It is an object of the invention to provide an improved handle assembly for a vacuum cleaner which improves upon the prior art arrangements. It is a further object of the invention to provide an improved handle assembly for a vacuum cleaner which is more compact than prior art arrangements.
According to the invention, there is provided a handle assembly for a cleaning appliance, comprising, a slideably extendible wand and a connecting portion, connecting portion comprising a first locking arrangement for releasably securing the handle assembly to a main body of the cleaning appliance, a second locking arrangement for releasably locking the wand in a pre-determined position with respect to the connecting portion and an actuator, the actuator being adapted and arranged to move the first and second locking arrangements between locked and unlocked positions, wherein the first locking arrangement is also movable independently of the actuator.
By providing such an arrangement, a single actuator can be operated by a user to unlock both first and second locking arrangements simultaneously. This is convenient for a user because only a single button is required; for example, to release the handle arrangement from the main body or to unlock the wand from a fixed position. However, because the first locking arrangement can move independently of the second locking arrangement, it is possible to secure the handle assembly to the main body of the cleaning appliance whilst keeping the wand in a locked position. This is beneficial when the user wishes to return the cleaning appliance to a floor cleaning mode without collapsing the wand.
Preferably, the first locking arrangement is movable independently of the actuator by engagement with the main body of the cleaning appliance. By providing such an arrangement, when the handle assembly is reattached to the main body of the cleaning appliance, the first locking arrangement is able to be displaced into the unlocked position by a part of the main body of the cleaning appliance so that it can then move back into the locked position to secure the handle assembly to the main body of the cleaning appliance. There is no need for the actuator to have additional travel to provide two locking states, nor are two separate catches with two separate actuators required. Therefore, this arrangement enables the locking arrangements to be more compact than conventional arrangements.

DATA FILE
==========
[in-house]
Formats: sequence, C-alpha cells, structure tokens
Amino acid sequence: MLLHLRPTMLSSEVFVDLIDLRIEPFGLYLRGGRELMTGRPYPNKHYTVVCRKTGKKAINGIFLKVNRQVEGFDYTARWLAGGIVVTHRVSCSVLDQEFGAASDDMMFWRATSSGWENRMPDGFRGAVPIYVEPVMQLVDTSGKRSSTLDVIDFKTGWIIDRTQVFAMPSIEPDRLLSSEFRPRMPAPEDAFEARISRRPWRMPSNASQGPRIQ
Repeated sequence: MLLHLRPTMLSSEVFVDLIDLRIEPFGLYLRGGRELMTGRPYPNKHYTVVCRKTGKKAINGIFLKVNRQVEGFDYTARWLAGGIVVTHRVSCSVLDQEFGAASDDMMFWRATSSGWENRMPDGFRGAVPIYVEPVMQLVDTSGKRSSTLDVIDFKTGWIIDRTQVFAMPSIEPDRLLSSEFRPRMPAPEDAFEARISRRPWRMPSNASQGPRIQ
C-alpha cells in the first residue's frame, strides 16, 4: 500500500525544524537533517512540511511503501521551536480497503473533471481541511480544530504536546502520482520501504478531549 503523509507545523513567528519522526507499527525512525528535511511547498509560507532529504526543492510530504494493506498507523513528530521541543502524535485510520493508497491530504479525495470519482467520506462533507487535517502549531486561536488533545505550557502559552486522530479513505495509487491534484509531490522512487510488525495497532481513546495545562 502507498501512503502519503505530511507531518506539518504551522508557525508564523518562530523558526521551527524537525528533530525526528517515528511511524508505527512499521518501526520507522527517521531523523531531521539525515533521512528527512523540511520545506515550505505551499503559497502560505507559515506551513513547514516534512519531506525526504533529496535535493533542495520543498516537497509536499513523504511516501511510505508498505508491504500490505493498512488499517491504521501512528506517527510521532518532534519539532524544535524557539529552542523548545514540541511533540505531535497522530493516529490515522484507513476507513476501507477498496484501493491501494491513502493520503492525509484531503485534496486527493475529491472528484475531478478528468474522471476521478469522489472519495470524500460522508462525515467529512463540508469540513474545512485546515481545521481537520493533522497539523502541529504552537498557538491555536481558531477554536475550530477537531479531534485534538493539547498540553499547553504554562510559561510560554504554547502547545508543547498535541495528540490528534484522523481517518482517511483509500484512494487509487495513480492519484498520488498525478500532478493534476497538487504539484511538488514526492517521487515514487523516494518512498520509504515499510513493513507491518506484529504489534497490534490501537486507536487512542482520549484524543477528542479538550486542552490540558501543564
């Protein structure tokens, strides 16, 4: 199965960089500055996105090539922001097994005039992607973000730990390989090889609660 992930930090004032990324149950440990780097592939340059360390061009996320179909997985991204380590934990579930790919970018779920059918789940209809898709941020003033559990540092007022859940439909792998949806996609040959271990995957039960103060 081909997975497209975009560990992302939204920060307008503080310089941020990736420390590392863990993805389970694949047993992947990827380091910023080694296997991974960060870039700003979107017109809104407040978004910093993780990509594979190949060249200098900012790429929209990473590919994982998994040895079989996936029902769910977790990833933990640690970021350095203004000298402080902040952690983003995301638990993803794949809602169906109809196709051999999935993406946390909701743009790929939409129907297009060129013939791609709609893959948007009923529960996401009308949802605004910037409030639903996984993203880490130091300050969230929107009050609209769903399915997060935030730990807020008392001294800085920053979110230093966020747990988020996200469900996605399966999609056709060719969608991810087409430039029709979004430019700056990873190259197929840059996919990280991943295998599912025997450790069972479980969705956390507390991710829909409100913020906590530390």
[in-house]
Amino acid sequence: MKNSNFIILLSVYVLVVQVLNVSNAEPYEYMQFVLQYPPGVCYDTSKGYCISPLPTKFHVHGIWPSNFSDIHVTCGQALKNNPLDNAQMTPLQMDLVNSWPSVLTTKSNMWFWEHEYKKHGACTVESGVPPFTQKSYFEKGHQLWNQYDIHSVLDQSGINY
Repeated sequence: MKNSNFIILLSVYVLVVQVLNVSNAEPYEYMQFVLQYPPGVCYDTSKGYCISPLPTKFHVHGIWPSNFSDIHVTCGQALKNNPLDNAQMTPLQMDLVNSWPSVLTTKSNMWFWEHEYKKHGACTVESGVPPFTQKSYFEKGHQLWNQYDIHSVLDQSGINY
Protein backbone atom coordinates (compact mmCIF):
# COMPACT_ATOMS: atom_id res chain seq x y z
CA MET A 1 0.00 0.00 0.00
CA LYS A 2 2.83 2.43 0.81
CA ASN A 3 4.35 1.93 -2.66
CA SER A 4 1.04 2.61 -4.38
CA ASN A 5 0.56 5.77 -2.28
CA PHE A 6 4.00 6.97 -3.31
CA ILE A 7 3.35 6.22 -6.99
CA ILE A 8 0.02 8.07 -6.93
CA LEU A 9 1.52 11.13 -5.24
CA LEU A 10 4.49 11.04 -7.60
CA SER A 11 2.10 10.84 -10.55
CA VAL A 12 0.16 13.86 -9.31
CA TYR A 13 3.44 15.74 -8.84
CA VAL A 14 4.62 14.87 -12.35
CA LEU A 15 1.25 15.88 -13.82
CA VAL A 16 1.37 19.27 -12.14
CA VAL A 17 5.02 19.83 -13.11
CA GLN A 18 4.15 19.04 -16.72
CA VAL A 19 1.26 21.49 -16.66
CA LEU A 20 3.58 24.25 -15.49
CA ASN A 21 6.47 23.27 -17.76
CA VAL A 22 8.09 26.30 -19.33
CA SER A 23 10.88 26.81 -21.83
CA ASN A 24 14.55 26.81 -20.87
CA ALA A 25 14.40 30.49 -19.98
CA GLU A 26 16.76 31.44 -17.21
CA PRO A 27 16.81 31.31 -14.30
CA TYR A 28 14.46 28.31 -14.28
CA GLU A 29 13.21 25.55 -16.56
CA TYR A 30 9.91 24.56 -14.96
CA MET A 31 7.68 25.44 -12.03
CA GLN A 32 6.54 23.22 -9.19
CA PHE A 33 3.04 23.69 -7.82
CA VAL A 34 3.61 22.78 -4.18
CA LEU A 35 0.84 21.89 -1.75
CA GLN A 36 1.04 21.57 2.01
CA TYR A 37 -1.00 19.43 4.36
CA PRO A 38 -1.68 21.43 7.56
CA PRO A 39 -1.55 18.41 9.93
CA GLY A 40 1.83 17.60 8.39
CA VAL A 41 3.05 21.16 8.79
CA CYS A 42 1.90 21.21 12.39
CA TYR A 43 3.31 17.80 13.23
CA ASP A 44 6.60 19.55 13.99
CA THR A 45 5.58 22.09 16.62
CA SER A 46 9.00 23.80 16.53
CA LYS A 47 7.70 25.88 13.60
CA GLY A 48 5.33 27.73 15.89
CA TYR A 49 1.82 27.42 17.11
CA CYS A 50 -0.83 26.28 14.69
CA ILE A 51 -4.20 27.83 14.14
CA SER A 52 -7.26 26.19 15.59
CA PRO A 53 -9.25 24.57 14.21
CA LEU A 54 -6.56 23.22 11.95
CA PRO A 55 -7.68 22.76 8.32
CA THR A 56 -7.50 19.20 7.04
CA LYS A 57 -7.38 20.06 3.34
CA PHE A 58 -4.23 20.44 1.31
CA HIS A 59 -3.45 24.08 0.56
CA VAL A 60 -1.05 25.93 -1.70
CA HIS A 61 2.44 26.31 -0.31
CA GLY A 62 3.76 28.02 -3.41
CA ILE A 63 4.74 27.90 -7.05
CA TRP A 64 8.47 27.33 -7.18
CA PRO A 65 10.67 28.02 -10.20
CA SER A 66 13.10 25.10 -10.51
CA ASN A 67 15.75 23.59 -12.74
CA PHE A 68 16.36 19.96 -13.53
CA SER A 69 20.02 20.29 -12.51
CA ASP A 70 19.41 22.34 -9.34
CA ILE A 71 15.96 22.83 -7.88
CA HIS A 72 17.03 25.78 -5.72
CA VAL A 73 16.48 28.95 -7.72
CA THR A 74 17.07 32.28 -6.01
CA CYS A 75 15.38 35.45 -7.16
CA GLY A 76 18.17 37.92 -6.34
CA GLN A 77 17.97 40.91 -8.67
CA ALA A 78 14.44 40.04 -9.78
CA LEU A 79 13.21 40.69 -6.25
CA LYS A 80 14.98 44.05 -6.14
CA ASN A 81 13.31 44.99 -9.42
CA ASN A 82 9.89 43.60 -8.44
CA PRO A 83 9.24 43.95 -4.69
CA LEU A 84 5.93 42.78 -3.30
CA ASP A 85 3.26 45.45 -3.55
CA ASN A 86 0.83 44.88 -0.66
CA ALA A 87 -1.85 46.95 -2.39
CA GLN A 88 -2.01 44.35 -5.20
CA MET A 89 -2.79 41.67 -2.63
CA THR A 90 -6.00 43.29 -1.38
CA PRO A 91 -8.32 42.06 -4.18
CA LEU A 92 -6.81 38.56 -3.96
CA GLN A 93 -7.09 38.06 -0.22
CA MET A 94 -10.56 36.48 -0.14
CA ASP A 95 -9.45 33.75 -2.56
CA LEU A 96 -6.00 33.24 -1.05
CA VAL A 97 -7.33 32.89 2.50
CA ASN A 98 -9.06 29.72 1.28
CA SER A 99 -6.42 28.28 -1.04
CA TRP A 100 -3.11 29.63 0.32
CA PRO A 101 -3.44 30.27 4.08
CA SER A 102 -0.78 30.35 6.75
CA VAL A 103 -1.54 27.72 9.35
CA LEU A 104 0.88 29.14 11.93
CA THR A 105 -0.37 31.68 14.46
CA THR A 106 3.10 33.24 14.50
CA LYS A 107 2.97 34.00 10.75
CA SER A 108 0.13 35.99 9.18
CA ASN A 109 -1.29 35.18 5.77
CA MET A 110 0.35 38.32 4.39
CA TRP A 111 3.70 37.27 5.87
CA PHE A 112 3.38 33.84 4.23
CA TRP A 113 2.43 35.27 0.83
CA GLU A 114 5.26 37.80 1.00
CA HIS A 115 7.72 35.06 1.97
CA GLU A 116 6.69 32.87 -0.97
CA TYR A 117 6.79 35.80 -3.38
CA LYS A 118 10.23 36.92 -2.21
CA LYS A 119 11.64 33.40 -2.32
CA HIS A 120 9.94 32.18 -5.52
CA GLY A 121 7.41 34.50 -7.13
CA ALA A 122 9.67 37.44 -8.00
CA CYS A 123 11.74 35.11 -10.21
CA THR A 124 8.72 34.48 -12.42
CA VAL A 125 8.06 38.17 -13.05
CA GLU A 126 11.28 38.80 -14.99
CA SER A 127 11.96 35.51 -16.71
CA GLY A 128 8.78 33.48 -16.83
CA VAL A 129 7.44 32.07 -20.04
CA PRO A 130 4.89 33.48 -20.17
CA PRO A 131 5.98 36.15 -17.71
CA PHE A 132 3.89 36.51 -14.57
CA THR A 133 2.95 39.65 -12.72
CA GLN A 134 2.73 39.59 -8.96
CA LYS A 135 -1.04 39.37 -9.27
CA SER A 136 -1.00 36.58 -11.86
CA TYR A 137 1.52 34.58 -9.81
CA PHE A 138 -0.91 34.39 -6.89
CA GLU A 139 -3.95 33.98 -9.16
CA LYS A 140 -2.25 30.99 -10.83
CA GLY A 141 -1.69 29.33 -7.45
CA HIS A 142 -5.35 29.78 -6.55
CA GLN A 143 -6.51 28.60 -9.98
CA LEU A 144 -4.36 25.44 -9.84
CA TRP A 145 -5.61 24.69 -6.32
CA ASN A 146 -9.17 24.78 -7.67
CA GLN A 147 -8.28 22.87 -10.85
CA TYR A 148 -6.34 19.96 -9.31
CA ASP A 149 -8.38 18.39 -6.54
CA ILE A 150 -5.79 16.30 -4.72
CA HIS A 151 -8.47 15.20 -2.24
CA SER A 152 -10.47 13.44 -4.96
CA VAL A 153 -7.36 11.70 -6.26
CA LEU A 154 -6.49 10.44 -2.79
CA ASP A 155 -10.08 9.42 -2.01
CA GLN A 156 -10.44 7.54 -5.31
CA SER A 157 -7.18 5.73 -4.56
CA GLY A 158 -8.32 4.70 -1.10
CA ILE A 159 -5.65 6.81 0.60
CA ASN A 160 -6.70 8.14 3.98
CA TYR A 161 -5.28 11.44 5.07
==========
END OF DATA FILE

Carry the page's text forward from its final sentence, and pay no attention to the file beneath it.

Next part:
Preferably, the wand is slideable between retracted and extended positions with respect to the connecting portion. More preferably, the pre-determined position is the extended position. By locking the wand in the extended position, the wand can be used for above-the-floor cleaning with no risk of the wand collapsing unexpectedly.
Preferably, the handle is attached to one end of the tubular wand and is movable with respect to the connecting portion. This arrangement allows the wand to be used for above-the-floor cleaning and also as an extendible handle for when the cleaning appliance is used in the floor cleaning mode. By providing an extendible wand incorporating a handle, the wand and handle can be collapsed for storage, reducing the size of the machine for storage or transportation purposes.
An embodiment of the invention will now be described with reference to the accompanying drawings, in which:
A vacuum cleaner incorporating a handle assembly according to the invention is shown in
Separating apparatus 24 is releasably held on the main body 12 adjacent the spine 20. In the embodiment shown, the separating apparatus 24 comprises a cyclonic separator but this could be replaced by a filter, a bag or a combination of different known separation devices. The nature of the separating apparatus 24 is not material to the present invention.